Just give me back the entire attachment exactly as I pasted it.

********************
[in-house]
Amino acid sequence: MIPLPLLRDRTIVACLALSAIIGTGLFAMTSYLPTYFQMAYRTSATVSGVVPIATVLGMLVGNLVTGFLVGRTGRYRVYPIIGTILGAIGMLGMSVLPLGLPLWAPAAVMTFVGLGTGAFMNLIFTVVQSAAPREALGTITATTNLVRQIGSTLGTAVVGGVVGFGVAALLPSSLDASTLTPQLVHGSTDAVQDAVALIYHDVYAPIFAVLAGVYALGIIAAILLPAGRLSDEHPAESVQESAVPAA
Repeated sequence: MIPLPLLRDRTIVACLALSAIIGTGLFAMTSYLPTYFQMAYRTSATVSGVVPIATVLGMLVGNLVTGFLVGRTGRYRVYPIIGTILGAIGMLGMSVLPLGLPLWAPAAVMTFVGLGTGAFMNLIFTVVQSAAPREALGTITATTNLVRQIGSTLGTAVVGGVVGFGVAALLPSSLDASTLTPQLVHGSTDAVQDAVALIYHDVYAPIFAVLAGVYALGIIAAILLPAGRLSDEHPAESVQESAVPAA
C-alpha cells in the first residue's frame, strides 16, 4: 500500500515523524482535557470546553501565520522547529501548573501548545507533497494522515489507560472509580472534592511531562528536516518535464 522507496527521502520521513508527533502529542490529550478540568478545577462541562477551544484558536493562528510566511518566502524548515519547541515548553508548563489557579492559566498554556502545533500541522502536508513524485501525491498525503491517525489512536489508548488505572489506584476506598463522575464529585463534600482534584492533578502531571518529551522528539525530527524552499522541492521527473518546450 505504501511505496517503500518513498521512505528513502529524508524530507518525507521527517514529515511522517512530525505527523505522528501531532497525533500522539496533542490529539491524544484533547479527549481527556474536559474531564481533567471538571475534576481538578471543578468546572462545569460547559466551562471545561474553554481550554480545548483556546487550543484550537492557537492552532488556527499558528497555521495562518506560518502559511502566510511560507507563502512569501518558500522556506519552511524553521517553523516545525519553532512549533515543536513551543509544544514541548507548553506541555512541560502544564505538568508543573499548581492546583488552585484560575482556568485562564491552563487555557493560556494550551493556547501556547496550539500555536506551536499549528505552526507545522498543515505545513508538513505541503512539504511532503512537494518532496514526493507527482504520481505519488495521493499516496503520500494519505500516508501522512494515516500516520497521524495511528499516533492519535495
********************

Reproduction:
[in-house]
Amino acid sequence: MIPLPLLRDRTIVACLALSAIIGTGLFAMTSYLPTYFQMAYRTSATVSGVVPIATVLGMLVGNLVTGFLVGRTGRYRVYPIIGTILGAIGMLGMSVLPLGLPLWAPAAVMTFVGLGTGAFMNLIFTVVQSAAPREALGTITATTNLVRQIGSTLGTAVVGGVVGFGVAALLPSSLDASTLTPQLVHGSTDAVQDAVALIYHDVYAPIFAVLAGVYALGIIAAILLPAGRLSDEHPAESVQESAVPAA
Repeated sequence: MIPLPLLRDRTIVACLALSAIIGTGLFAMTSYLPTYFQMAYRTSATVSGVVPIATVLGMLVGNLVTGFLVGRTGRYRVYPIIGTILGAIGMLGMSVLPLGLPLWAPAAVMTFVGLGTGAFMNLIFTVVQSAAPREALGTITATTNLVRQIGSTLGTAVVGGVVGFGVAALLPSSLDASTLTPQLVHGSTDAVQDAVALIYHDVYAPIFAVLAGVYALGIIAAILLPAGRLSDEHPAESVQESAVPAA
C-alpha cells in the first residue's frame, strides 16, 4: 500500500515523524482535557470546553501565520522547529501548573501548545507533497494522515489507560472509580472534592511531562528536516518535464 522507496527521502520521513508527533502529542490529550478540568478545577462541562477551544484558536493562528510566511518566502524548515519547541515548553508548563489557579492559566498554556502545533500541522502536508513524485501525491498525503491517525489512536489508548488505572489506584476506598463522575464529585463534600482534584492533578502531571518529551522528539525530527524552499522541492521527473518546450 505504501511505496517503500518513498521512505528513502529524508524530507518525507521527517514529515511522517512530525505527523505522528501531532497525533500522539496533542490529539491524544484533547479527549481527556474536559474531564481533567471538571475534576481538578471543578468546572462545569460547559466551562471545561474553554481550554480545548483556546487550543484550537492557537492552532488556527499558528497555521495562518506560518502559511502566510511560507507563502512569501518558500522556506519552511524553521517553523516545525519553532512549533515543536513551543509544544514541548507548553506541555512541560502544564505538568508543573499548581492546583488552585484560575482556568485562564491552563487555557493560556494550551493556547501556547496550539500555536506551536499549528505552526507545522498543515505545513508538513505541503512539504511532503512537494518532496514526493507527482504520481505519488495521493499516496503520500494519505500516508501522512494515516500516520497521524495511528499516533492519535495